Last week, we reported on the insane story of an Exdous fan getting arrested and potentially charged with a felony.
Thirty one year old James Evans from Central City, KY was the fan who was arrested and he recently spoke to Billboard recounting how his arrest went down:
The fallout began that same day [Evans posted the lyrics]. Local police officers arrived at Evans’ mother’s house in Greenville, Ky., asking if she knew where he was. She directed them to her son’s house in Central City, where they proceeded to ask him if he planned on harming anyone, along with issuing a report on the situation. “I assumed the conversation got resolved,” says Evans, who works the night shift at a screenprinting store. On Monday, the officers returned to his house while Evans was at work, asking his wife what kind of car he drove and if he was in possession of any weapons.
“They informed her that I may or not be charged,” he says. “They said they were going to talk to me at work, but they never showed up. I didn’t think it was that big of a deal.” At 8 a.m. on Tuesday, officers showed up at his workplace and issued Evans a warrant for his arrest. According to 14News, the warrant says Evans was arrested because, “he threatened to kill students and or staff at school.”
“They never even cuffed me, just put me in the back of the car,” he says. “They knew I wasn’t dangerous. They were kind of shocked, too, because they thought it had been resolved. They just had to serve it because it was in their jurisdiction.”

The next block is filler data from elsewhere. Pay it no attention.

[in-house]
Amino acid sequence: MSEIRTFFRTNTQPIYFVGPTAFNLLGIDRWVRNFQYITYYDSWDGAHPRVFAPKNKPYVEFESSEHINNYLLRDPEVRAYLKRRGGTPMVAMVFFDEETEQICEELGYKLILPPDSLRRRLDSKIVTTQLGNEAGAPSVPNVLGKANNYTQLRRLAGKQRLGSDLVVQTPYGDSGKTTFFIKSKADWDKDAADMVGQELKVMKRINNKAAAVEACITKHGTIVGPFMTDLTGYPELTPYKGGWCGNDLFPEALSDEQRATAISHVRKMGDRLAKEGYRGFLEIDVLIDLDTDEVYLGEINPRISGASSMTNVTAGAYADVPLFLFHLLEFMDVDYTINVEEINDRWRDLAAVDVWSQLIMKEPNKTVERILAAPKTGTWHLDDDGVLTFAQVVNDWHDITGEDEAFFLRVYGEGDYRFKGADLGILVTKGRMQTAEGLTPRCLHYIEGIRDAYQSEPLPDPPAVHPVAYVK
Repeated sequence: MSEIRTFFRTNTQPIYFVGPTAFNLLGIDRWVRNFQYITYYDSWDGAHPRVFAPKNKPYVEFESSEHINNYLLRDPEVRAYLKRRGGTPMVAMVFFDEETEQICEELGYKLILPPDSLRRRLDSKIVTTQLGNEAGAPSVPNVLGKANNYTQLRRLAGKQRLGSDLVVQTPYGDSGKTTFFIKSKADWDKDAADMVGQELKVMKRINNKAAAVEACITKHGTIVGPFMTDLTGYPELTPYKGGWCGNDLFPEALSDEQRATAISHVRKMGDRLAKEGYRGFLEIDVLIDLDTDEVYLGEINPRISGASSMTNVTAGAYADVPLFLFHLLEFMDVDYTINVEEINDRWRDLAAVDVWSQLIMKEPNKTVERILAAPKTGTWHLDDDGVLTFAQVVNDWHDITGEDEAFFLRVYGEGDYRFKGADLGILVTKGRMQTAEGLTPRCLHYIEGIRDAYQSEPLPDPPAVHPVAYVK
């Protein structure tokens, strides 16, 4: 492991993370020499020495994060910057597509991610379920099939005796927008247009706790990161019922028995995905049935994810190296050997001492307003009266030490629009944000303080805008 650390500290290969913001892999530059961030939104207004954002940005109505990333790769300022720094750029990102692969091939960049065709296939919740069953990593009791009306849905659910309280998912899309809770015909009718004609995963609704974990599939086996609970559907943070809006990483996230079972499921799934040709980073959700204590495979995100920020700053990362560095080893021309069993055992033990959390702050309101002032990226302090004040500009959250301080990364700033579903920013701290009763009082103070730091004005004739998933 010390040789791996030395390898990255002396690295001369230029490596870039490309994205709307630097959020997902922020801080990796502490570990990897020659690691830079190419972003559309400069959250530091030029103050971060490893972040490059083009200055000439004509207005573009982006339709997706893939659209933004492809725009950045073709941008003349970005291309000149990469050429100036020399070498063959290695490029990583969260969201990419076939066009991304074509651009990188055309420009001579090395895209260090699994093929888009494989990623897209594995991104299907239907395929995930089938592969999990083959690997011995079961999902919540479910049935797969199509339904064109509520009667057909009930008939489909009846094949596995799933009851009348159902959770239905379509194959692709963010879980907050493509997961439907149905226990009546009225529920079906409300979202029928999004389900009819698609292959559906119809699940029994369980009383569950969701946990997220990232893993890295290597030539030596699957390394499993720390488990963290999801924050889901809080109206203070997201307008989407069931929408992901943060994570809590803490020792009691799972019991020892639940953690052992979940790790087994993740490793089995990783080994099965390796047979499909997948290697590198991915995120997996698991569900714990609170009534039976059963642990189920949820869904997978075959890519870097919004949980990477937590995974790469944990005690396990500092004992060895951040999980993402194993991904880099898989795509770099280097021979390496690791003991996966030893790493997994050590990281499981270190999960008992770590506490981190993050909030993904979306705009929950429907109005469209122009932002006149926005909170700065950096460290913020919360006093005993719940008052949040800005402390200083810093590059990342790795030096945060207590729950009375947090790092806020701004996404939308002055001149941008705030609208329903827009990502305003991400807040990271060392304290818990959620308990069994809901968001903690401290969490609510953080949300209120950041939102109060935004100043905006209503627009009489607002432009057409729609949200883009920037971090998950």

Evans is being charged with a Class C felony for “terrorist threatenings” which could lead to anywhere from five to 10 years in prison. A judge has delayed the case for six months so that Evans can get psychiatric evaluation. If he is proven to be sane, the charge will be stricken from his record.
This is a whole lot of unnecessary stress over posting some lyrics to Facebook, no? Billboard also interviewed a lawyer, David Greene, who said this is a pretty ludicrous charge:
“Generally, statements are protected by the First Amendment,” he says. “There’s an exception for true threats, which are threats of violence directed against a person that puts that person in a state of fear. There’s absolutely no basis for thinking this person was doing anything more than quoting lyrics, or that he intended to put any person in a state of fear or carry out any action of attack.”
It’s obvious that Evans had no plans of attacking any schools and really, these cops can be better served solving actual crimes. But this proves two things:
Be care what you post on Facebook.
Don’t live in Kentucy.